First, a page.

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Ships get relief from piracy insurance premium at Indian ports

Ships entering or leaving Indian ports need not pay additional war risk premium (ARWP) any more, after seas close to India's western coast were removed from the list of the High Risk Areas for piracy.

By: PTI | New Delhi |
Updated: June 6, 2016 7:36:10 pm
Photo for representational purpose. (AP Photo/Arnulfo Franco) Photo for representational purpose. (AP Photo/Arnulfo Franco)

Ships entering or leaving Indian ports are not required to pay a piracy-related additional insurance premium now, a move which will help thousands of the vessels.

The development has come after seas close to the country’s western coast were removed from the list of the High Risk Areas (HRA) for piracy. About 22,000 ships, that called on Indian ports between 2010 and 2015, paid an estimated additional war risk premium (AWRP) of about Rs 8,500 crore.

“Ministry of Shipping took up the issue of redrawing of the High Risk Area (HRA) Line back to 65 Degrees E (from 78 deg E) in the International Maritime Organization and as a result the HRA was redrawn at 65 deg E,” the ministry said in a statement.


“Thereby, the ships coming to or leaving Indian ports do not have to pay AWRP now,” the statement said.

Earlier, the IMO and members of the Contact Group on Piracy off the Coast of Somalia (CGPCS) had decided to move the longitude marking of the HRA from 65 Degree to 78 Degree East, extending the high risk area closer to Indian coastline. A host of steps taken to combat piracy in the Indian Ocean and the country getting opportunity to co-chair a global body resulted in redefining of high risk zone, the statement said.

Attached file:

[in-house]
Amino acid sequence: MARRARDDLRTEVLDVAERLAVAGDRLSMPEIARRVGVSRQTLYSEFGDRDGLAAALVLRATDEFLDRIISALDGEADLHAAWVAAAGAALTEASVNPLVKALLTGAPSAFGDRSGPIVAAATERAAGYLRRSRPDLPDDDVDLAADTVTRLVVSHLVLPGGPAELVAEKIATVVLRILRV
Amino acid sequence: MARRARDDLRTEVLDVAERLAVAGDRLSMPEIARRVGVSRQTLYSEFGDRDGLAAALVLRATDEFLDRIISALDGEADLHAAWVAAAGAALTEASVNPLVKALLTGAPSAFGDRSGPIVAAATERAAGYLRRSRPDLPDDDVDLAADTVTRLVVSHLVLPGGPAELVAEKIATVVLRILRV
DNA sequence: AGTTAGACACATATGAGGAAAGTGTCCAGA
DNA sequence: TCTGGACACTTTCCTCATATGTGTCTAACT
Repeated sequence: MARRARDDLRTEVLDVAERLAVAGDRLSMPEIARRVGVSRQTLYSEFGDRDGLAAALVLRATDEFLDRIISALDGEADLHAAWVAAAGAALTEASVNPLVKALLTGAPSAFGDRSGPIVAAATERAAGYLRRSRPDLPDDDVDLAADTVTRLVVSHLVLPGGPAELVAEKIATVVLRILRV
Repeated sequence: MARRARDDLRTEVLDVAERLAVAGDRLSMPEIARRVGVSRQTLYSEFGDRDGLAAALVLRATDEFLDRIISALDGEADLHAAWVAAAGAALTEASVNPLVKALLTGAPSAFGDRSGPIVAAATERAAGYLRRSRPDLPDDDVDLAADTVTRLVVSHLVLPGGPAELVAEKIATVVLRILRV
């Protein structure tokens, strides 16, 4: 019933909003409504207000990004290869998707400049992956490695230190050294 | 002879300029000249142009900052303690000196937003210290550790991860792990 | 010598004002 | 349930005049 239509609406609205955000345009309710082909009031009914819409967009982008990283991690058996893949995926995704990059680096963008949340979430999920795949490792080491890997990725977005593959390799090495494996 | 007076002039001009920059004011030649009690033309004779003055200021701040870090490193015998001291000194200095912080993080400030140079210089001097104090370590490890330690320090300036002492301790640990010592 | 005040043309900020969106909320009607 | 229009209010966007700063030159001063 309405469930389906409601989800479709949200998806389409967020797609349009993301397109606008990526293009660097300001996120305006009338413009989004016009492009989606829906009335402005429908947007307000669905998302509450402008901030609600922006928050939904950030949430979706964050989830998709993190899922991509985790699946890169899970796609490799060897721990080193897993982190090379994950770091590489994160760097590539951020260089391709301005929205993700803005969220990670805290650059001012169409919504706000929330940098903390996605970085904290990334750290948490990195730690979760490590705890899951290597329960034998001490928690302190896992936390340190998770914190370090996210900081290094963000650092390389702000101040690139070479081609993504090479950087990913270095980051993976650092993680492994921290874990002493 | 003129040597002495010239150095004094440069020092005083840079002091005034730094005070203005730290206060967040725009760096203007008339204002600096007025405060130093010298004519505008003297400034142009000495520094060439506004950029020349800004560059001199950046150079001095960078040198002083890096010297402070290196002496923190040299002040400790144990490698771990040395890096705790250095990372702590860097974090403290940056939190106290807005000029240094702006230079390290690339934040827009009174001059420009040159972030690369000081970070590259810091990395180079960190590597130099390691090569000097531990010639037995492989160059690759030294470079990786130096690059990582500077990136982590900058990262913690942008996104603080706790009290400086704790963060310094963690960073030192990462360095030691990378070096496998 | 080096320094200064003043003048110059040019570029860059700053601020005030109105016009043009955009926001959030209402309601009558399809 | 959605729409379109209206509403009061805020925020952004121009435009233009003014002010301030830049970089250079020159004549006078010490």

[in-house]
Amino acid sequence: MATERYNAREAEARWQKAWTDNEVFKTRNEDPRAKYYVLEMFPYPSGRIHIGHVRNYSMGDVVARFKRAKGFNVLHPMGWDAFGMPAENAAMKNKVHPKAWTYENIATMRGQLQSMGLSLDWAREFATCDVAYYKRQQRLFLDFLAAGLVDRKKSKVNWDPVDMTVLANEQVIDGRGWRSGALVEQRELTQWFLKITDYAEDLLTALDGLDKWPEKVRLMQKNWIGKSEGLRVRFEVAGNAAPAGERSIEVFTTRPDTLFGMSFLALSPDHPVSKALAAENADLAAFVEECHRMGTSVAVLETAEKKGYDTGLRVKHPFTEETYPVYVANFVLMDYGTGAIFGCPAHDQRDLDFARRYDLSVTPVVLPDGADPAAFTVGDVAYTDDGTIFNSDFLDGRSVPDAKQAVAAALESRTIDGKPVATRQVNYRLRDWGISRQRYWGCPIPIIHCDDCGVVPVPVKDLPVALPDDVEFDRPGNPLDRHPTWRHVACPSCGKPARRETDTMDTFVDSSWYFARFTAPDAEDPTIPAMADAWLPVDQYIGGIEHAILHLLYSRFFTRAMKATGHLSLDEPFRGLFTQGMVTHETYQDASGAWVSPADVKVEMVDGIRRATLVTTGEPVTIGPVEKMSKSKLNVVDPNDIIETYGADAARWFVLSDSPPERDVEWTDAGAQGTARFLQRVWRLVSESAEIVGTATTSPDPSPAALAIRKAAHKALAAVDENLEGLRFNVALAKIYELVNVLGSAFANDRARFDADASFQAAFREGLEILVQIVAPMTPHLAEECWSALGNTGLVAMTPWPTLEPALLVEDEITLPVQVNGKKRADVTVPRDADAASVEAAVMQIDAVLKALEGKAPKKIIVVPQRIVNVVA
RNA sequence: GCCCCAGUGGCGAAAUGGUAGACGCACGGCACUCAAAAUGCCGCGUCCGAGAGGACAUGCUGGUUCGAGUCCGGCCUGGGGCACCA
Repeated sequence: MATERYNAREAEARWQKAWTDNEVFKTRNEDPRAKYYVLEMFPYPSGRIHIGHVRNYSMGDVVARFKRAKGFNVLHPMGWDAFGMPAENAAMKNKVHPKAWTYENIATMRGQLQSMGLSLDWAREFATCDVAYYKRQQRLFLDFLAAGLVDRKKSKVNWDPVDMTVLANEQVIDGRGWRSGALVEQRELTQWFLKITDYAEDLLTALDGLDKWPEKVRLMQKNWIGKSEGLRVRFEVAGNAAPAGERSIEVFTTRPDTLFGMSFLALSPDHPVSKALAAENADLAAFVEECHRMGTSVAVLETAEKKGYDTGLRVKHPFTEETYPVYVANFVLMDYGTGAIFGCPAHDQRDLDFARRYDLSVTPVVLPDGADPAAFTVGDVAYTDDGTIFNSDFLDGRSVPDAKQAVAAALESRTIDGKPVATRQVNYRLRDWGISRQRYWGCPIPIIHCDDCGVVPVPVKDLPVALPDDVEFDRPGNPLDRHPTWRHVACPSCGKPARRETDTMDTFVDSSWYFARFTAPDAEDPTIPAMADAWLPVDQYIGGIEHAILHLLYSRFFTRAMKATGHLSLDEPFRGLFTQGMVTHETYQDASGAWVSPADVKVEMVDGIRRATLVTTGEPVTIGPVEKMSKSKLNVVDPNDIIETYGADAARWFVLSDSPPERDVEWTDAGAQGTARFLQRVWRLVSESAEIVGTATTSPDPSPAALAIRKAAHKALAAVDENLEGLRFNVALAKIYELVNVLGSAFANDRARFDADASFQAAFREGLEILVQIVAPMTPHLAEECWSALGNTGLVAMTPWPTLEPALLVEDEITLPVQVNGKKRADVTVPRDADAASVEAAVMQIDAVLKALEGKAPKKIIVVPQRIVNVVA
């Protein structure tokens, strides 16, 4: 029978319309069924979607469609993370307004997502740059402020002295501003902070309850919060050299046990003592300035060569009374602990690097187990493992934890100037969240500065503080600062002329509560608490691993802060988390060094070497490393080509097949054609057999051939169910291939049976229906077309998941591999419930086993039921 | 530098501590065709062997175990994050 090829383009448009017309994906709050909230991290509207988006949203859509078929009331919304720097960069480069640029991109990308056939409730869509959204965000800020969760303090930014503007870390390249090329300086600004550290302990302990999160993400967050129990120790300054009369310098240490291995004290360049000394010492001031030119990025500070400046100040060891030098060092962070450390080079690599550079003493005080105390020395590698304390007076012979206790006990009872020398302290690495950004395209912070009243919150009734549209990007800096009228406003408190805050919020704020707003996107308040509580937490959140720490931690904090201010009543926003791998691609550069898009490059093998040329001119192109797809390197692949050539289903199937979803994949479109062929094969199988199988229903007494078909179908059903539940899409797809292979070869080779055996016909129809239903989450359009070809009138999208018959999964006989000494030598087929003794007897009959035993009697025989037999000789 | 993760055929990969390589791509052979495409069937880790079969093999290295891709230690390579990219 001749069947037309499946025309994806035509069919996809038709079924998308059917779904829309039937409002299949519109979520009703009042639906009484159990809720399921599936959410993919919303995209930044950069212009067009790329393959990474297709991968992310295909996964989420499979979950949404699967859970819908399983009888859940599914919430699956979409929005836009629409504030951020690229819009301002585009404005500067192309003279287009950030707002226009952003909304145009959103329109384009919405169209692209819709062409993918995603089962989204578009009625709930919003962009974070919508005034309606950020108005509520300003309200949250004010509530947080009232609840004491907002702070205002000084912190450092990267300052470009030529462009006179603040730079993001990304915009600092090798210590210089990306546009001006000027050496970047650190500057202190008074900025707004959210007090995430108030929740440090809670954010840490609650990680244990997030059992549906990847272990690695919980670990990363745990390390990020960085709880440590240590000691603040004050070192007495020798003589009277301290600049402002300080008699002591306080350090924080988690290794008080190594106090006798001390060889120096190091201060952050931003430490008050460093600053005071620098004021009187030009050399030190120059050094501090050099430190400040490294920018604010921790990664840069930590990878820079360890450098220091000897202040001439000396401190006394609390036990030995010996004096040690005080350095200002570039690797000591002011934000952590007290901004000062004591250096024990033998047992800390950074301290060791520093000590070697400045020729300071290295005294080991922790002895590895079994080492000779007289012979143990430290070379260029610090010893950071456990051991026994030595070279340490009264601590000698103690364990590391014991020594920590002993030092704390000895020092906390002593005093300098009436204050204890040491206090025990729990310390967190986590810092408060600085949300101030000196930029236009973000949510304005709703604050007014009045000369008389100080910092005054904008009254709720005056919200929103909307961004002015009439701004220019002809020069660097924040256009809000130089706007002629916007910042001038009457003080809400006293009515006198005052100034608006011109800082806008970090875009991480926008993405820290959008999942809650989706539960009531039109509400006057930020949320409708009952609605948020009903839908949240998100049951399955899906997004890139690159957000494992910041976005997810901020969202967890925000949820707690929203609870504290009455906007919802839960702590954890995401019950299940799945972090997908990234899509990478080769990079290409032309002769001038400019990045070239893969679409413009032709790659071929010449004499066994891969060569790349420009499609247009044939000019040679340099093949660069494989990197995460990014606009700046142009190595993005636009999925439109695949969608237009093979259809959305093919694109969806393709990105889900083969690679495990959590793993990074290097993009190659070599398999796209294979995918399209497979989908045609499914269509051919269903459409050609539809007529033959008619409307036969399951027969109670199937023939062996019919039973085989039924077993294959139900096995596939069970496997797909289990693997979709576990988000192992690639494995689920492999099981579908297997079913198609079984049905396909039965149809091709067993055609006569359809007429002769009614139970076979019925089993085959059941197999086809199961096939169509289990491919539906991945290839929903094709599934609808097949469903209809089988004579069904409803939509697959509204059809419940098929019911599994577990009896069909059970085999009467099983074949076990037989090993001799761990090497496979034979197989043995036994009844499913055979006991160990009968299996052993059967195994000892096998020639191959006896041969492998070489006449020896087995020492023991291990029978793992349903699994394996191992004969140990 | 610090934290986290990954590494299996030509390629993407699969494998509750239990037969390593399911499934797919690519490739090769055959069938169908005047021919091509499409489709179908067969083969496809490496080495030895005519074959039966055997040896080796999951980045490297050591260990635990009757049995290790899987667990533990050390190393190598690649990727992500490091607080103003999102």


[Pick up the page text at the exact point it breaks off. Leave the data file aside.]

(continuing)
At the CGPCS’s recent meeting in Male India was chosen to co-chair the important Working Group on improving maritime situational awareness in the region through consensus. The meeting held during May 31 – June 3 in Mahe, Seychelles. Seychelles is the current chairman of the CGPCS for the biennium 2016-17.

The CGPCS was set up as a group of interested and affected nations, industry associations and multilateral agencies to take pro-active steps for checking piracy in the Indian Ocean region through a UN Security Council resolution.

An Indian delegation led by the Additional Secretary, Ministry of Shipping and comprising of officers of the Indian Navy, Ministry of External Affairs and Directorate General of Shipping represented India and discussed the actions taken in combating piracy in the Indian Ocean across the coast of Somalia.

In addition to escorting Indian-flagged ships, ships of other countries have also been escorted by the Indian Navy, it said adding merchant ships are currently being escorted along the entire length of the Internationally Recommended Transit Corridor (IRTC) which is heavily patrolled by Indian Navy vessels.

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